You can treat this as a “Why us?” essay, with some optional “Why Major” flavoring—focus mostly on really specific details of what Cornell offers and how it fits with your interests and values. Because the word count is fairly short, if you want to include some Why Major details, you can, but probably keep them brief, so you can mostly focus on why you and Cornell will make a great team.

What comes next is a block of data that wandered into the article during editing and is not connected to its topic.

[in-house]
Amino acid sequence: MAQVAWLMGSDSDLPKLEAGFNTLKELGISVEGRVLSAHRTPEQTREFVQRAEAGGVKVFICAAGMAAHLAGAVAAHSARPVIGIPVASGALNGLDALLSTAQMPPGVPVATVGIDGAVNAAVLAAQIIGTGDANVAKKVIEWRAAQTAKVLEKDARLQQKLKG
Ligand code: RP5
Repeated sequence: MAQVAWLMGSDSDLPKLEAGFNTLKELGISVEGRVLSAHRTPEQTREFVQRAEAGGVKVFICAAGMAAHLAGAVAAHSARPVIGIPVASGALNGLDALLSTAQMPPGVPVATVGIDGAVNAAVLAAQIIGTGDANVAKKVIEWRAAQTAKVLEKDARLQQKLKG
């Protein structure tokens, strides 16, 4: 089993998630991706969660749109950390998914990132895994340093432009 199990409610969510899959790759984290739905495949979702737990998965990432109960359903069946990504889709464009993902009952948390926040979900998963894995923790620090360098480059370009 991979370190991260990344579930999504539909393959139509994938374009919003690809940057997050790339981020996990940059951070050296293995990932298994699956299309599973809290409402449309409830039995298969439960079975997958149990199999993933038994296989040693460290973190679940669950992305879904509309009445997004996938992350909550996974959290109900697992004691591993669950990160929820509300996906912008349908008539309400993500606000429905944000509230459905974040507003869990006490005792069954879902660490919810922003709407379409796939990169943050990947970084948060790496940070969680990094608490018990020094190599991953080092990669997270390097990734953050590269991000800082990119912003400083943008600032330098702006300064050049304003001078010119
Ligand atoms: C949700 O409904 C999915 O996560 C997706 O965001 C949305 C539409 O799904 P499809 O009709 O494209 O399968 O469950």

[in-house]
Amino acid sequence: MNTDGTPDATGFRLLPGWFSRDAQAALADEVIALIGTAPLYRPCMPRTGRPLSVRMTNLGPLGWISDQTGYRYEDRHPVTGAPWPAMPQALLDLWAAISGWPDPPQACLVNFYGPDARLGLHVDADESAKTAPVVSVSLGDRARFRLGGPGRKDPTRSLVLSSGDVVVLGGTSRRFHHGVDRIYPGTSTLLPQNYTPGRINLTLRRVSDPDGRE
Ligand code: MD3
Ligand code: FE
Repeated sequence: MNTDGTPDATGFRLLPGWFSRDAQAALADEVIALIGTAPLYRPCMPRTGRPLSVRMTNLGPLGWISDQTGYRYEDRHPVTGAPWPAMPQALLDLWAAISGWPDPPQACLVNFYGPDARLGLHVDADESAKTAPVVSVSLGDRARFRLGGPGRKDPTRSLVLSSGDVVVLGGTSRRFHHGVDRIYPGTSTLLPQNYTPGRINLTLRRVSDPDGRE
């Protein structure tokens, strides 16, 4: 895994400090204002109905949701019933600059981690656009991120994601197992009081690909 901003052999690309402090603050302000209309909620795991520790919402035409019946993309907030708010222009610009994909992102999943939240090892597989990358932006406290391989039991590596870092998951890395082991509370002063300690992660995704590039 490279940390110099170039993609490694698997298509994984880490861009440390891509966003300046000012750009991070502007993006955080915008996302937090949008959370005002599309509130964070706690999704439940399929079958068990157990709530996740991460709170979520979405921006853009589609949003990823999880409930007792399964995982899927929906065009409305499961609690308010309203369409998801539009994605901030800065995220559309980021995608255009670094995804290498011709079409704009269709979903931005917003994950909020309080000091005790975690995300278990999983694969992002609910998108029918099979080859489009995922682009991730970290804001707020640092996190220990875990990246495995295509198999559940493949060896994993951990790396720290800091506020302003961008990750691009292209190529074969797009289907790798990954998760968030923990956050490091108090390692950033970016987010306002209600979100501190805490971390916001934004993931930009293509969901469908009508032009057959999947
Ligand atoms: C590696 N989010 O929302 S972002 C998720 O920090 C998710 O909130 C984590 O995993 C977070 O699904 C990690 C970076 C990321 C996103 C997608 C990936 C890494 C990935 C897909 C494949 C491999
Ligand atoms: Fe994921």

Here’s a nice example from a past student. Note that this was written when the prompt had a longer word count, but the approach to Cornell-specific details and “so what” are what you want to focus on here.